Sorry for harping on this, but I think it’s important. I just finished re-reading the EULA again, and ran into a possible work-around to the issue of distributing code (maybe), and a host of other potential problems.
All of the problems I’ve found so far are in section 2.f in the F04 EULA, specifically where it describes the terms under which you may distribute Sample Application Code. Admittedly, I’m not a lawyer, but this is how it reads to me:
“…however, you are permitted to copy and distribute the Sample Application Code (modified or unmodified) only if all of the following conditions are met:”
“(1) you distribute the compiled object Sample Application Code with your application;”
This would seem to give us an easy loop-hole for distributing modified classes – my interpretation of this is that we can distribute Sample Application Code, as long as we distribute it with a compiled copy. Seems pretty goofy, and I’m sure what they mean is that you can only distribute the code IF it is compiled, but that’s not what it appears to actually say. Though I suppose they may define “Application” only as compiled code, which would block that approach.
So maybe I can distribute my modified UIEventDispatcher, I just need to include an swf that uses it in the zip file with the AS files. ??
“(2) you do not include the Sample Application Code in any product or application designed for website development;”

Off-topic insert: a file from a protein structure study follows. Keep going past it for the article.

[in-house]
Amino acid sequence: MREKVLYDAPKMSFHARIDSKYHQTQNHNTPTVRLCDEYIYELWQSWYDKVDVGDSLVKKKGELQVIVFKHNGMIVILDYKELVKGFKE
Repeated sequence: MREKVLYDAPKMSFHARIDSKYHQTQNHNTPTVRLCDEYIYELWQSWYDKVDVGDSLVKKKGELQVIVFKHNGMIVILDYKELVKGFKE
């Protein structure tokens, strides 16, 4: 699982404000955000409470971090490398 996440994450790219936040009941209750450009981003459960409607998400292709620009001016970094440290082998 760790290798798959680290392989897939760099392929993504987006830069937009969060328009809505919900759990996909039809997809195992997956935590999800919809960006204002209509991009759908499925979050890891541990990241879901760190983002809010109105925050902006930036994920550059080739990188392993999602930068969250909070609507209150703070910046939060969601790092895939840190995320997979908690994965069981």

So, what about applications like gModeler? It is designed for website development (sort of) – am I not allowed to use any of the built-in classes in it? This doesn’t specify whether it refers to compiled or uncompiled Sample Application Code, and neither does it specify an exemption for applications that are actually built in Flash…
“3) you do not use Macromedia’s name, logos or other Macromedia trademarks to market your application.”
What this says to me is that if I build a Flash application using Sample Application Code (ex. a PushButton component), I can’t say “built with Macromedia Flash” on the product’s website. Huh? Sure, I might be stretching the definition of marketing to make a point, but we all know lawyers never do that.
Can someone (hopefully with more law experience) clarify any of this for the rest of us? I hope I’m just totally misreading the EULA, and someone can set me straight.